I found three copies produced by Google from books from the holdings of two Bavarian libraries and the Austrian National Library. They are available both at Google Books and in these library's own repositories. But here we run into the usual problems. In all three cases the plates at the end of the book in Volumes 2 and 3 - where the tunes are supposed to be found - were not scanned correctly. This means that the musical examples are missing. We need only to look at Vol. 2 of the copies for the BSB, the SB Regensburg and the ÖNB. This is disappointing but should be expected. It is well known that Google's scanners use to mistreat all pages of a book that exceed its standard size. They have digitized the texts but not the books. Of course these copies are not usable. I must admit I still don't understand why the contributing libraries have accepted these kind of shortcomings. 

Another copy is available at the Jagellonian Digital Library. The Polish libraries offer excellent digital collections (see fbc - On-line Collections of Polish Cultural and Scientific Institutions). But unfortunately they still prefer as file-format the outdated djvu and therefore their digital books are quite difficult to use. This library's online reader is awfully slow and not particularly´user-friendly. The scans are in good quality. The one of the second volume is complete and the plate with the music is included. Unfortunately it is missing in the third volume. But this is a problem of their copy of the original book (see the catalog entry). Of course they can't scan anything that is not there.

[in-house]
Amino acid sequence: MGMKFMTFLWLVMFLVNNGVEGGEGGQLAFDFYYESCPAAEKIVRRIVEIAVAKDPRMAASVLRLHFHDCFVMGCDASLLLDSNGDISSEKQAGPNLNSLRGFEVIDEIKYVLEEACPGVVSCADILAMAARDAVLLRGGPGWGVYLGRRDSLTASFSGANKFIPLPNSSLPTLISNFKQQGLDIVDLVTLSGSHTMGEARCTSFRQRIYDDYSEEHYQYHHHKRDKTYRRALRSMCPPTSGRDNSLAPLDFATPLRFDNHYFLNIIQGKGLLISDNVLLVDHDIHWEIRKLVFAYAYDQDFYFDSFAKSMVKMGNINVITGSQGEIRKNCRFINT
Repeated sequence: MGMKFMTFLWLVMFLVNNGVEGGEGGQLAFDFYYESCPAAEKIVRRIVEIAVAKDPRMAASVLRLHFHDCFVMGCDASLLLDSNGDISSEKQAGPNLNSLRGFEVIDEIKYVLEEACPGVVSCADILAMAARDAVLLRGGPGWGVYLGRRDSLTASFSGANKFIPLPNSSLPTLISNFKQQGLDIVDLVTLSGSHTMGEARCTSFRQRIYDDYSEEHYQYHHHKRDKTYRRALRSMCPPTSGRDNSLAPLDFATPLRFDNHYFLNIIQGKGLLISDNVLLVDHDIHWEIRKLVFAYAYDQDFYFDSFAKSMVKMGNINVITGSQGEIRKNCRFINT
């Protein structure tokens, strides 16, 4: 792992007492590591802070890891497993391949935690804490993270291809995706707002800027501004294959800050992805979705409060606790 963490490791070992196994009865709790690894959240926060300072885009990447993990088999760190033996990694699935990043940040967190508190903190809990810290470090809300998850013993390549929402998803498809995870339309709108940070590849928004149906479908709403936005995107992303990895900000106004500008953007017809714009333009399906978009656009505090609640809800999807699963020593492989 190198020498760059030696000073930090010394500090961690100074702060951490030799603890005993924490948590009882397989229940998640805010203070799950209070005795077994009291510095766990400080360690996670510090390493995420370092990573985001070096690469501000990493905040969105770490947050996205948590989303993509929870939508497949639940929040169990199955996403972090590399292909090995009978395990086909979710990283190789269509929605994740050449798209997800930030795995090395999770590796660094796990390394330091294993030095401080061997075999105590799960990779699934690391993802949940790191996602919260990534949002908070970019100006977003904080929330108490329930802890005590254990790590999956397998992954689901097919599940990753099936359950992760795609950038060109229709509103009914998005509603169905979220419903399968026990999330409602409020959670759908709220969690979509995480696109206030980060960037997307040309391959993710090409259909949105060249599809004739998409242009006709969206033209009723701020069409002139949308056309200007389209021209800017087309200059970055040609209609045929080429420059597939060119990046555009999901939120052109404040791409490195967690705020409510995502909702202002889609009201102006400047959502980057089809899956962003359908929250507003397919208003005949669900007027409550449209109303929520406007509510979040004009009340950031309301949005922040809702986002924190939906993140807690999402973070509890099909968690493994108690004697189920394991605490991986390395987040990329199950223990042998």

The only really complete copy of this set was produced by an Estonian library. Excellent scans are available in the repository of the University of Tartu. As far as I can see all plates of the second and third volume are included. Pdfs of the scans can be downloaded there. These books can also be read online at EEVA, the Digital Text Repository for Older Estonian Literature. This is an outstanding site that offers nearly all relevant historical literature from and about the Baltic. They also have more of his publications as well as a good introduction to his life and works (see Hupel's page at EEVA). Their online-reader is quite simple and a little bit old-fashioned but still usable. Volumes 2 (here plate: Ehstnische Melodien) and 3 (here plate: Zwey lettische Lieder ) of this set are now also available at the Internet Archive where they are even easier to use.

The additional collections of Estonian and Latvian songs made for Herder are also available in digital form. Hupel's himself compiled 8 Estonian texts as well as two tunes and some informative notes. This was published in 1896 in a learned periodical that has also been digitized in Tartu: 
  • L. M. [= Leo Meyer], Acht estnische Volkslieder aus Herders Nachlaß und dreizehn aus Wielands Teutschem Merkur nebst mehreren alten Hochzeitsgedichten in estnischer Sprache in: Verhandlungen der gelehrten Estnischen Gesellschaft zu Dorpat, Bd. 16, 1896, pp. 237-318, here pp. 243-67,
    at University of Tartu Repository [pdf], also at the Internet Archive;
The Latvian collection consists of nearly 80 texts recorded by some of Hupel's colleagues whom he had asked for support (see Arbusow 1953, pp. 187-222). In this case the original manuscript has been scanned and is available online: 
  • Johann Gottfried Herders Sammlung der lettischen Volkslieder, ms. SB Berlin, Nachlass Herder, XIV 50-53, online at Archives of Latvian Folklore;
Pastor Hupel also put together a grammar of the Estonian language that was first published in 1780 and then again in 1806 and 1818. Here we can find some more informative notes about Estonian songs in a small chapter with the title "Von der Dichtkunst und den Volksliedern". The first edition of this book is easily available at EEVA. There are also several scans by Google but their quality is not the best: